2019 McPherson-Mitchell Lecture
Dr. Sylviane Diouf
January 28, 2019
Dr. Sylviane Diouf, in her lecture "The Clotilda, African Town, and Beyond," discusses the 1859 smuggling of enslaved persons from the west coast of Africa to Mobile, Alabama. This was fifty-one years after the African slave trade had been made illegal in the United States, and was the last known slave ship arriving in the United States from Africa. Dr. Diouf tells the story of the voyage, the enslaved people, and their lives after emancipation. This topic became very timely in 2018 when a newspaper reporter thought he had discovered the sunken hull of the Clotilda in the Mobile River.
Dr. Diouf is an independent historian of the African diaspora and author or editor of four non-fiction books, multiple book chapters and articles, and three children's books. The book upon which she based her lecture, Dreams of Africa in Alabama: The Slave Ship Clotilda and the Story of the Last Africans Brought to America (Oxford University Press, 2007) won the 2007 Wesley-Logan Prize of the American Historical Association and the 2009 James F. Sulzby Award of the Alabama Historical Association.
Dr. Hardy Jackson
Eminent Professor of History Emeritus at Jacksonville State University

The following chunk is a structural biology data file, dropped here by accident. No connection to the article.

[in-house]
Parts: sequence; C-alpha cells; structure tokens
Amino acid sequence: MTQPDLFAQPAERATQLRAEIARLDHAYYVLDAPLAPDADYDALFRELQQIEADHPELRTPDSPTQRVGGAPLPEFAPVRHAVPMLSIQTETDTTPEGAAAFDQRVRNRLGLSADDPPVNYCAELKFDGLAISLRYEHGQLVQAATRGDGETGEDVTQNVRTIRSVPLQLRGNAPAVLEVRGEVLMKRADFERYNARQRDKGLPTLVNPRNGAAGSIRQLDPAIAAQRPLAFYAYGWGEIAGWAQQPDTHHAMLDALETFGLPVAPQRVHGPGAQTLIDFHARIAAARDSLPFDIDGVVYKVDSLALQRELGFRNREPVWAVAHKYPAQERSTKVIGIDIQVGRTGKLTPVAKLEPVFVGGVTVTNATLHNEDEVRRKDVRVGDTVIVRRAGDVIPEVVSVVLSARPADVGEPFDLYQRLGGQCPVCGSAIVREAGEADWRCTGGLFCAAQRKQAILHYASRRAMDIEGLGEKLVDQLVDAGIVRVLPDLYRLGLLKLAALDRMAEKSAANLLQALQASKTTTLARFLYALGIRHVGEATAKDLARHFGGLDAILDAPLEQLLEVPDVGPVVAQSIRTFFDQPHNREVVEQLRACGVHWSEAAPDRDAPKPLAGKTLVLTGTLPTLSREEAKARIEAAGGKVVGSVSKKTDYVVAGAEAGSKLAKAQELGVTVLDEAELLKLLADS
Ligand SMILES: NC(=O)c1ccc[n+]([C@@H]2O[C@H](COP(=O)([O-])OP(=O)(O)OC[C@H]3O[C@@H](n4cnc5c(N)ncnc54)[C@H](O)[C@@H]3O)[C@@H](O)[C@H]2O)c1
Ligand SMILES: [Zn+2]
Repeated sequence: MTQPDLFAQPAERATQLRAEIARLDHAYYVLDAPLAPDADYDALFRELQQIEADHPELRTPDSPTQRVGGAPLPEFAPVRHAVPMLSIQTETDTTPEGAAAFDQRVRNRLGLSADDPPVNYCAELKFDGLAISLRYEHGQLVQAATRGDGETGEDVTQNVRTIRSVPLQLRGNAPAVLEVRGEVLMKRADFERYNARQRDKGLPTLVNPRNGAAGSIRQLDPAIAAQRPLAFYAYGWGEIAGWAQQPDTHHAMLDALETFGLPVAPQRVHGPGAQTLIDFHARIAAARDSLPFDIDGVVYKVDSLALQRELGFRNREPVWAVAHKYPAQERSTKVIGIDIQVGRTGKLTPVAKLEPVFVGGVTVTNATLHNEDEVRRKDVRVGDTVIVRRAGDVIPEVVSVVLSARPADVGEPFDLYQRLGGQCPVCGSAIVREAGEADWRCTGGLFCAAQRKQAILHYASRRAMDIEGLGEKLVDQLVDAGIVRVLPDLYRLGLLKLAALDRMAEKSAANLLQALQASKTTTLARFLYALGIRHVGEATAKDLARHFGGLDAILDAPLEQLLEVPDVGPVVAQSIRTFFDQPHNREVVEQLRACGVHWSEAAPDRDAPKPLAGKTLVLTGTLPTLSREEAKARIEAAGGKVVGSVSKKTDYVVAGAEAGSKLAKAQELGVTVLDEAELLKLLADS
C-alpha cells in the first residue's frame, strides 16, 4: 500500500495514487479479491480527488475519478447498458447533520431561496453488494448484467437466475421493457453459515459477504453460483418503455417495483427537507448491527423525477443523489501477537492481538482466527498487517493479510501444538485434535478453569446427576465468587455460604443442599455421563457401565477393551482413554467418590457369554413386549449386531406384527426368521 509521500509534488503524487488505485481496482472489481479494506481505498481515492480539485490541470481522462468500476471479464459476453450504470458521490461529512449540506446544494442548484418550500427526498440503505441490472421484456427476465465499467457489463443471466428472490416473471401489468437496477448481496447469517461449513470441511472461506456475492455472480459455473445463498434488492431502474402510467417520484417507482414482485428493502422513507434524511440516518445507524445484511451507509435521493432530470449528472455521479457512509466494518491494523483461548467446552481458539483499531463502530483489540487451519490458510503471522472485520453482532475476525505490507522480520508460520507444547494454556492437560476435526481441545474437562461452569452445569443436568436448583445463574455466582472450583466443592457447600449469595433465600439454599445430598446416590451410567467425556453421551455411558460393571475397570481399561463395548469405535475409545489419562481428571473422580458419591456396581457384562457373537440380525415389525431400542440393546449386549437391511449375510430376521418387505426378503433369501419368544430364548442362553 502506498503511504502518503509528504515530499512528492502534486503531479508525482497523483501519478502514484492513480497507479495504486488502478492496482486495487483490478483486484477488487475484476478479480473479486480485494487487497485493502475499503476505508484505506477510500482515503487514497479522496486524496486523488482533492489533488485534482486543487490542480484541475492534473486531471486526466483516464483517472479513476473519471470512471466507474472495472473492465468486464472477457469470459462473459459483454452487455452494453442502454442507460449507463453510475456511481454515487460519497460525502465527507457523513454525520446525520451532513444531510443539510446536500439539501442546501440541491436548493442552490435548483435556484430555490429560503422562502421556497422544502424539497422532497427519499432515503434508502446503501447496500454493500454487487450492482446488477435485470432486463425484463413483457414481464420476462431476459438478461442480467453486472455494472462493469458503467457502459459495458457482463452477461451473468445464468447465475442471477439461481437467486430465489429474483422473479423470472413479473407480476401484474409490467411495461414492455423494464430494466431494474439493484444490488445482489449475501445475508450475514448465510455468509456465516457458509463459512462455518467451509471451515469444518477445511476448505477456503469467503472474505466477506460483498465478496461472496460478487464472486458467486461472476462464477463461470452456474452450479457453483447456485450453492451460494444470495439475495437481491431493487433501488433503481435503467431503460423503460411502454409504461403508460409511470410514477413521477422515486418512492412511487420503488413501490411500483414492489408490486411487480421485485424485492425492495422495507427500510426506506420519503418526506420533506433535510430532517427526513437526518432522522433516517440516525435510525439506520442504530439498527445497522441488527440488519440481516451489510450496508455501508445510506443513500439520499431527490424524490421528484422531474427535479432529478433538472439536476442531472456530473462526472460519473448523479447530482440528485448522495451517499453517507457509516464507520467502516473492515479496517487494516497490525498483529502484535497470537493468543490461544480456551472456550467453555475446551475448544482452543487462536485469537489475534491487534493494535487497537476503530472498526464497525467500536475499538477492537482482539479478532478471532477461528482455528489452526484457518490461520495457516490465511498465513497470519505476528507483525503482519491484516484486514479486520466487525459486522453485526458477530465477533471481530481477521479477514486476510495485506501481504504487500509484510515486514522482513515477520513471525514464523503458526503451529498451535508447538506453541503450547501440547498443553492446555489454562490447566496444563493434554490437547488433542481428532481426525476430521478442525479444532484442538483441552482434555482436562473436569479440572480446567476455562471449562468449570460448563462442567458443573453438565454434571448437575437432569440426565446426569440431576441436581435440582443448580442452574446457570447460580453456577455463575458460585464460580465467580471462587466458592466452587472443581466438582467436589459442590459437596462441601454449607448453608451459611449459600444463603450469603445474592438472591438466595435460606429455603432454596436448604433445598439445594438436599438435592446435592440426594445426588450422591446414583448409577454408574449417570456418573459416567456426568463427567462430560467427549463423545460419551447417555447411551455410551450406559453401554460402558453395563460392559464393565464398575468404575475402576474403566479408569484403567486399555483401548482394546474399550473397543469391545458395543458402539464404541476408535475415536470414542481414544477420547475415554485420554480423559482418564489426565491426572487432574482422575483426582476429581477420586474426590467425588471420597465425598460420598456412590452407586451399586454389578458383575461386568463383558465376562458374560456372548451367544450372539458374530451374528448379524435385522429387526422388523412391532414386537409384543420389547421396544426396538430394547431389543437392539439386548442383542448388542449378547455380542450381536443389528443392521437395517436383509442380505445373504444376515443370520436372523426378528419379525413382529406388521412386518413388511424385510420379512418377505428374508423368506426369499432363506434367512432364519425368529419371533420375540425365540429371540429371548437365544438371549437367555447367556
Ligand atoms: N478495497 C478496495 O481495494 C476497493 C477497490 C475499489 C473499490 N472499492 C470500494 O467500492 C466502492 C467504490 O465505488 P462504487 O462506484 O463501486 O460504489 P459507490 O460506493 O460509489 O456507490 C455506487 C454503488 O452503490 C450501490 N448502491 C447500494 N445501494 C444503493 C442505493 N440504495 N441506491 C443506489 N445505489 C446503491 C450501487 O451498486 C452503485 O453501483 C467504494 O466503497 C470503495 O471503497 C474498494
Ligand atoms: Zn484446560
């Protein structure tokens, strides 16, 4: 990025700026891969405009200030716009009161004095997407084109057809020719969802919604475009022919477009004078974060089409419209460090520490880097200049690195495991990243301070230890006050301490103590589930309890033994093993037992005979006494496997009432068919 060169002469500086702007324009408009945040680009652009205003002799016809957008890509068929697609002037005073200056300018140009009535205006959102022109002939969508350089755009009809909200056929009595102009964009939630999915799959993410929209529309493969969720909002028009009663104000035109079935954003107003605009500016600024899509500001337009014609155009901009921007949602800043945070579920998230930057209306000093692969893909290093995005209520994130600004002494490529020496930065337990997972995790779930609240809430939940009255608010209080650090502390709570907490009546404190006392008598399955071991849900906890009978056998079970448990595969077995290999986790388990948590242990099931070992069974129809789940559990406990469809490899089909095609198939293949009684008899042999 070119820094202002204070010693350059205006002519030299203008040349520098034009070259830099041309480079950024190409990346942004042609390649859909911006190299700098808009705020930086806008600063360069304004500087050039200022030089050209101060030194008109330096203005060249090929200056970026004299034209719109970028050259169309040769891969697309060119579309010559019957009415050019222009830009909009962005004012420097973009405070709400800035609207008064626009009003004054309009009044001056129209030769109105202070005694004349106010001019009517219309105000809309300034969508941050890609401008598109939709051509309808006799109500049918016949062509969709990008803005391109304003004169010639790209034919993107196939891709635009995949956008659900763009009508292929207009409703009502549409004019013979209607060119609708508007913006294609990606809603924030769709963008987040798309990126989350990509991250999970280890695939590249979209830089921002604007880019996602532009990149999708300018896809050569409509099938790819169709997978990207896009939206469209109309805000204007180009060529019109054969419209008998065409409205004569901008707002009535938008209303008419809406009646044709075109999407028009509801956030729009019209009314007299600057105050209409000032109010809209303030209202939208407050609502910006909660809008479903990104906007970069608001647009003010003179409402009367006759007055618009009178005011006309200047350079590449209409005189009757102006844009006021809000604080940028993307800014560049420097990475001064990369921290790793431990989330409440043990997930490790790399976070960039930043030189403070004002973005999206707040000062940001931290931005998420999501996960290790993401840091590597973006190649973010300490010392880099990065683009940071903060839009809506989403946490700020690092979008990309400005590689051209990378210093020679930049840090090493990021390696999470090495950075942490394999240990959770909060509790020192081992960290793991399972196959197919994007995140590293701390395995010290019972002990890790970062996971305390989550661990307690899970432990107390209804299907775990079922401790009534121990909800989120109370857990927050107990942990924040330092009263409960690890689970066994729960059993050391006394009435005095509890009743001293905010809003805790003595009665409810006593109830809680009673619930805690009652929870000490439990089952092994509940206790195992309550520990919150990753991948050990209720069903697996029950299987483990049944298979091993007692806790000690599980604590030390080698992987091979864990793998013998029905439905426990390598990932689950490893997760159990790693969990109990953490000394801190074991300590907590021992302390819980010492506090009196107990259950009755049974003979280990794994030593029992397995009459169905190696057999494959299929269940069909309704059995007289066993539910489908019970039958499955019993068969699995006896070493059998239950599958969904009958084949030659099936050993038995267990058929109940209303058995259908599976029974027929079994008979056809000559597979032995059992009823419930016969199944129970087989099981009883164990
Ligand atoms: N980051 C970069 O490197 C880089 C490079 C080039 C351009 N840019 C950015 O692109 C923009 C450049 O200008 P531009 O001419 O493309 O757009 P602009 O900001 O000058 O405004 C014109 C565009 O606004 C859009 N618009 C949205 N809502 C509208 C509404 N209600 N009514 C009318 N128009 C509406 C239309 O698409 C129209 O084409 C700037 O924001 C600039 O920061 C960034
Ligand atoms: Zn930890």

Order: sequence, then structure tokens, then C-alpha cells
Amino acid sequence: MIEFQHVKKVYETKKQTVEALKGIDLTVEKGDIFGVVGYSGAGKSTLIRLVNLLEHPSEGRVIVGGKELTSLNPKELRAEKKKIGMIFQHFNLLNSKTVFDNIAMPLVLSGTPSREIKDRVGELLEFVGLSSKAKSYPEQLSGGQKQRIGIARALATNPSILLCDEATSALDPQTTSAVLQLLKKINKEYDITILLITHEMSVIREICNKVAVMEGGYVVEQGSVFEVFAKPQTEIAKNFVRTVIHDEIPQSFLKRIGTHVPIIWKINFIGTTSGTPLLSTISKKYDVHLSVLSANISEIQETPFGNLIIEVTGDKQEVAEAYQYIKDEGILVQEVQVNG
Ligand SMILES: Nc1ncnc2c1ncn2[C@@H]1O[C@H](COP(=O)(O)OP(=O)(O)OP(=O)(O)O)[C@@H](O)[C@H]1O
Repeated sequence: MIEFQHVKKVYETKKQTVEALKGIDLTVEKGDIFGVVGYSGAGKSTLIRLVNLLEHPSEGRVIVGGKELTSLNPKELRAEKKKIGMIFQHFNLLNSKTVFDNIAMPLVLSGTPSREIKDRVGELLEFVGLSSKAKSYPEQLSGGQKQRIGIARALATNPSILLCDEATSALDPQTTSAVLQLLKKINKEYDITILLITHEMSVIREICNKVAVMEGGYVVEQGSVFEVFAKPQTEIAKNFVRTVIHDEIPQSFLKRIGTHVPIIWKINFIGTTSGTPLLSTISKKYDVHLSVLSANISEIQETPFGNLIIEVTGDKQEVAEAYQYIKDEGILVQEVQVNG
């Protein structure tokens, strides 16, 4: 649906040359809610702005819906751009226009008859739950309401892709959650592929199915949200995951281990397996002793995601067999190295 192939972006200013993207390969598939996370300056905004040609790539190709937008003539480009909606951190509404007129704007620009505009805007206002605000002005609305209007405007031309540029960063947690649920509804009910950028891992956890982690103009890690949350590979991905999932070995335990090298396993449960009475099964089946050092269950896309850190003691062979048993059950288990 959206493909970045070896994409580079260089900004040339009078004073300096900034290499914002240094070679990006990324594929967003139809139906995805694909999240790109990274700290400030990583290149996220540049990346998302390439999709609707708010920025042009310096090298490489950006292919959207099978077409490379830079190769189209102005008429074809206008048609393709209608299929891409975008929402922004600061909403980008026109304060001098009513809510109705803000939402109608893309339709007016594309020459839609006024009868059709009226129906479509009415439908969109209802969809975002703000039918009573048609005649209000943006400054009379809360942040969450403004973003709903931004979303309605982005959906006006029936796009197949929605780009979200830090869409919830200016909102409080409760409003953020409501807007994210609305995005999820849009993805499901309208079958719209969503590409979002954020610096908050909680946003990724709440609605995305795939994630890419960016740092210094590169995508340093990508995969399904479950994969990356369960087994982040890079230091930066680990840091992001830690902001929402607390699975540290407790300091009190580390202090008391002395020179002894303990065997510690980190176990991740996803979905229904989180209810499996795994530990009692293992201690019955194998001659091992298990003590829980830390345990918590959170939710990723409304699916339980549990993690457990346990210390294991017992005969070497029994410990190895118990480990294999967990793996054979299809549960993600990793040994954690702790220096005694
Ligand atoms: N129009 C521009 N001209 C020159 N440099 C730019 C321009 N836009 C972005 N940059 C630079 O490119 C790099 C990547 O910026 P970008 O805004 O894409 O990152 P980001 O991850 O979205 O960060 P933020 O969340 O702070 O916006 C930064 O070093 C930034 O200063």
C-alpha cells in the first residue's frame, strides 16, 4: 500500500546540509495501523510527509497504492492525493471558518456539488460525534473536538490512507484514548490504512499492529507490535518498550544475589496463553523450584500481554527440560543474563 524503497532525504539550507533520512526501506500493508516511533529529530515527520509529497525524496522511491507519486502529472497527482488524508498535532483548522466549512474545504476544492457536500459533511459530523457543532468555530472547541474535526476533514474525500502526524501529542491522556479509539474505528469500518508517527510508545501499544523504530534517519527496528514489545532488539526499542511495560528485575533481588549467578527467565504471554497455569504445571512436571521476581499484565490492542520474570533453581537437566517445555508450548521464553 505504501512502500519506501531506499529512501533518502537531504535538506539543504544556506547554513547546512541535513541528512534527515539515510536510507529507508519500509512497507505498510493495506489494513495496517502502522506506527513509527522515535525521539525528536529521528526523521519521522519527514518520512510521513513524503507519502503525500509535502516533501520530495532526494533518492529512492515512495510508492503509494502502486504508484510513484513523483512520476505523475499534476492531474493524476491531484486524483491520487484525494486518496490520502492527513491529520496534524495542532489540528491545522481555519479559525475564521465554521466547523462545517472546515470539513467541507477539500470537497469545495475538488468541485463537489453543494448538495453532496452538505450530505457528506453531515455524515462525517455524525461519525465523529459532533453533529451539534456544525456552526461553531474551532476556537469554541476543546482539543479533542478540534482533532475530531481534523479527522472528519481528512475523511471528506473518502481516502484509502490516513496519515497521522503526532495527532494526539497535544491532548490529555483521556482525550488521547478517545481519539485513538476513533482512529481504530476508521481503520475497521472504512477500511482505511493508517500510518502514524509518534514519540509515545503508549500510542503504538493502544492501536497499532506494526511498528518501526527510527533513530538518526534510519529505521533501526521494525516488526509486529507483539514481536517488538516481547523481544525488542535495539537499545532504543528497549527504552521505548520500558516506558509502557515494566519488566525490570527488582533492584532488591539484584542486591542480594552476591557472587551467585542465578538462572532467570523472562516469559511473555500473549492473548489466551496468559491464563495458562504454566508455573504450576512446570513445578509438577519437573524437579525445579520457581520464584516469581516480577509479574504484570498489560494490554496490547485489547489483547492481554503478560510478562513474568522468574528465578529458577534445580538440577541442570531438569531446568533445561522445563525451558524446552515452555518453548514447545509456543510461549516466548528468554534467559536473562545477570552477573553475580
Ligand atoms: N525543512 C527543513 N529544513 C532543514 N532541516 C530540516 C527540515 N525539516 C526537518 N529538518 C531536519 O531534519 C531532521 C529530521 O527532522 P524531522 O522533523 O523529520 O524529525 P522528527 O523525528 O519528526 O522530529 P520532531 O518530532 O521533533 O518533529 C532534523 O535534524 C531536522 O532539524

"The Rise and Decline of the Redneck Riviera"
Dr. Deidra Suwanee Dees
Director and Tribal Archivist of the Office of Archives and Records Management, Poarch Band of Creek Indians
"Discovering Lost Treasures: The Muscogee Education Movement's Influence on Archival Acquisitions at the Poarch Band of Creek Indians"
Dr. Arlene W. Keeling
PhD, RN, FAAN, University of Virginia, Centennial Distinguished Professor of Nursing and Assistant Director of the Eleanor Crowder Bjoring Center for Historical Nursing Inquiry
“Providing Care in the ‘Hoot Owl Hollers’: The Frontier Nursing Service, 1925-1950”
Dr. James C. Cobb
B. Phinizy Spalding Professor History, University of Georgia
"The South is Where You Find It: Contours of Southern Identity, Old and New"
Dr. Kenneth Noe
Draughon Professor of Southern History, Auburn University
"The Yellowhammer War: Revisiting Alabama's Civil War at the Sesquicentennial"
Dr. Jennifer Garlan
"When Hollywood Whistles Dixie: A Celluloid History of the South"
Dr. Raymond O. Arsenault
John Hope Franklin Professor of Southern History, University of South Florida
"Freedom Riders: 1961 and the Struggle for Racial Justice"
Congressman John Lewis
"A Personal Experience The Freedom Rides"
Dr. Paul Sutter
Professor, University of Colorado at Boulder
"Let Us Now Praise Famous Gullies: Making Sense of Georgia's Little Grand Canyon"
Dr. James L. Roark
Samuel Candler Dobbs Professor of American History, Emory University
"Why the Confederacy Lost"
Dr. Margaret Humphreys
Josiah Charles Trent Professor of the History of Medicine and Associate Clinical Professor of Medicine, Duke University
"The South's Secret Weapons: Disease, Environment, and the Civil War"
Dr. Stephanie Yuhl
Associate Professor of History, College of the Holy Cross
"Memory Matters: Personal and Public Heritage in Charleston"
Dr. Fred Bailey
Professor, Abilene Christian University
"After Populism: Redeemer History and Social Control in New South Alabama, 1890-1920"
Dr. Wayne Flynt
Professor, Auburn University